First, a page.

Grills Aren’t a New Trend, but They Are an Exciting One
Crazy about gold fronts? Us, too.
Currently, on the Beyoncé Homecoming album cover, you can see a bottom gold set from Queen Bey’s mouth, which I can confirm is an actual representation of Southern culture. I got my first grill when I turned 16, from Houston jeweler and the “The King of Bling” Johnny Dang—a removable bottom iced-out six-piece with pink diamonds on the fangs. In the early 2000s, grills seemed like they were becoming universal, but that quickly died down as Southern rap became less popular. But what now seems more like a current trend has in fact been a part of my community for a long, long time. According to Johnny Dang & Co., no one is playing it safe when it comes to purchasing grills—the more iced-out, the better. “It doesn’t even matter what style or color; as long as it’s fully iced-out. Nobody wants just a few diamonds; now people are getting more teeth iced-out. Instead of eight-and-eight [set], people are getting 24 teeth, all diamonds.” And when asked about a specific budget one may need to purchase a grill from Johnny? “With our business, we have a specific kind of crowd, but that doesn’t limit us in the style. We have a budget for everybody. If you come with $150, we can get you right, but if you come with $15,000, we can get you super right.”
But there are jewelers who speak to different audiences, and Blakk Grillz has taken the lead in introducing grills to a luxe working-class community in New York and beyond. Their mission is to create a space where the average nine-to-fiver can go out for a night with a piece of jewelry that they may not have seen themselves in. “This is something that no one has touched, and they left grills in a lane that it was in, and it’s like, why? We want to diversify and be able to showcase our culture and our history in a more elegant way that people can relate to. When people think of grills, the masses are not thought of at all, and we wanted to change that perception of what grills can be and what they are. For us, being able to reach [out] to different demographics, it showcases our history and diversity of what we are doing with this company.”
But what if you’re too scared to commit to a full iced-out piece? No worries, GBY Beauty has you covered. There is a new subtle tooth gem trend that is starting to emerge, and with partnership from Nike to Twitter, this company is leading the way. Instead of getting a grill, you can commit to a tiny gem attached to your tooth, and depending on how bold you are, there are different colors and designs that GBY provides. “The more expressive you are in fashion and the more personality you have is an extension of their style. So someone who is a more streetwear influencer, they are the ones who want to do five of them on their teeth, and [it] has really become an extension of how they dress. Our clientele in New York is more expressive; in L.A. they kind of play it safe. In L.A. it’s more of a cute accessory that you don’t really see, whereas New York it’s like, ‘Put them on my front teeth.’”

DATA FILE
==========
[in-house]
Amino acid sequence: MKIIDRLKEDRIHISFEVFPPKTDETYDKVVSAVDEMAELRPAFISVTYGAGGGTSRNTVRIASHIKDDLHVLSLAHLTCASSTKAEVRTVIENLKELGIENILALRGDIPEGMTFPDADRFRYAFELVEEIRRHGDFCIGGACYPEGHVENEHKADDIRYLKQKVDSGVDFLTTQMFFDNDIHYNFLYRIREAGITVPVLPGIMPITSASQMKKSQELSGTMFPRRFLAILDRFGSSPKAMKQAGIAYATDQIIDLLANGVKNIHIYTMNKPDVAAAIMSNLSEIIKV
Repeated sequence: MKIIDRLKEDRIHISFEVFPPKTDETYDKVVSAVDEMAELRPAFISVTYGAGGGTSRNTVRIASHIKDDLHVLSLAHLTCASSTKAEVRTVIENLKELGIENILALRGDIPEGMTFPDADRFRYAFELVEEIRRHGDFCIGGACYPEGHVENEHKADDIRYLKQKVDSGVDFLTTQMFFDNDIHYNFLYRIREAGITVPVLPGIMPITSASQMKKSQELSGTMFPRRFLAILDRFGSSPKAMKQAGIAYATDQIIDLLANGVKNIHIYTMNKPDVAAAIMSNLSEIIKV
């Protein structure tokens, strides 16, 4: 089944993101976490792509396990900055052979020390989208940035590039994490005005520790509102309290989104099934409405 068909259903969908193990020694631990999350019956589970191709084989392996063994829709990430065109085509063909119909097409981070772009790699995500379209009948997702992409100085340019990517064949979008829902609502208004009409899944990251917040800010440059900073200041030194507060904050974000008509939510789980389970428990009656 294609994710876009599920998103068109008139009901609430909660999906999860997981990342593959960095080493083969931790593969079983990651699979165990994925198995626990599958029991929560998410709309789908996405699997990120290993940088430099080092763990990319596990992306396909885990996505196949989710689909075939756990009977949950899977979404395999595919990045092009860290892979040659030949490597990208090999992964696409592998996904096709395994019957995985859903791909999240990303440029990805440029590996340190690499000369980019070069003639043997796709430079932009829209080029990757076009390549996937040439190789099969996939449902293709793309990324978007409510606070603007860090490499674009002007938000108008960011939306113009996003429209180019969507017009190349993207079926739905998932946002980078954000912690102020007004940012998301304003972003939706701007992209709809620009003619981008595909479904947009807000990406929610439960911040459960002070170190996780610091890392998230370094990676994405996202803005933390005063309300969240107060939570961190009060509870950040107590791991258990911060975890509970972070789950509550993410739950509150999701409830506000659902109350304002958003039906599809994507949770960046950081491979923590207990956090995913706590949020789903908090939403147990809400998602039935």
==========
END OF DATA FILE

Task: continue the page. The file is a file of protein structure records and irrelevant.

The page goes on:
While thinking about how Coveteur could capture the ongoing grill trend authentically, we tapped three prominent jewelers, Johnny Dang & Co., GBY Beauty, and Blakk Grillz, for their insight on who’s purchasing grills. And when choosing what models to come in and show us their pieces, we dialed up our friend, stylist Ziggy Mack Johnson, who has his creative crew on speed dial.
Explore how these creatives use their grills as an expression and expansion of their personal style.
Photographer & Model
“I received my first grill when I was in sixth grade. Obviously it wasn’t real, but I saved up some money selling candy at school along with some extra help from my mom to buy them at my local beauty supply store. In my neighborhood growing up (Tampa, FL), having gold teeth was like having a car. All my OGs had them, however theirs were permanent. Nonetheless, having gold teeth in my community growing up was a normal thing, so I always knew I’d have a pair of my own. As I got older and started making more money through my photography, I decided to finally get a real pair of my own, and to be a little different, I decided to make mine 14k rose gold. When people see my golds, they at first think I’m just trying to look cool; then they hear me speak, they hear my natural Southern twang, and then it begins to make sense to them. It’s not a fashion statement for me; it’s a culture statement more so than anything.”
Creative for Asap Mob
“I got my grill last year in December for my birthday. I feel like my grill is perfect for when I want to go out and just add a little bit more sauce to my outfit, just like how I wear my pearls and gold chains; it’s just another accessory. What I like most about it is that most people’s grills are different, so you can get it to your liking.”
“I actually just got mine put back on because my last ones fell off. I’ve had one since like, 2017. I feel like they correlate with my personal style and creativity, because after you get one, it just becomes a part of you. I really felt weird when my last ones came off. I love how simple they can be, but you can also go off and bling them out. I want to smile way more now.”
Makeup Artist & Stylist
“I got my grill in 2013, right after I graduated high school. My mom actually hated them so much that she hid them from me for years. I think it’s a nice touch to my looks, because I like to dress either super girly or baggy tomboy. It takes people by surprise because they don't expect a girly-girl to have grills in their mouth.”
“I got my grill last summer in 2018, and it gives me a bit more character. It has people wondering, What is he wearing a grill for?”
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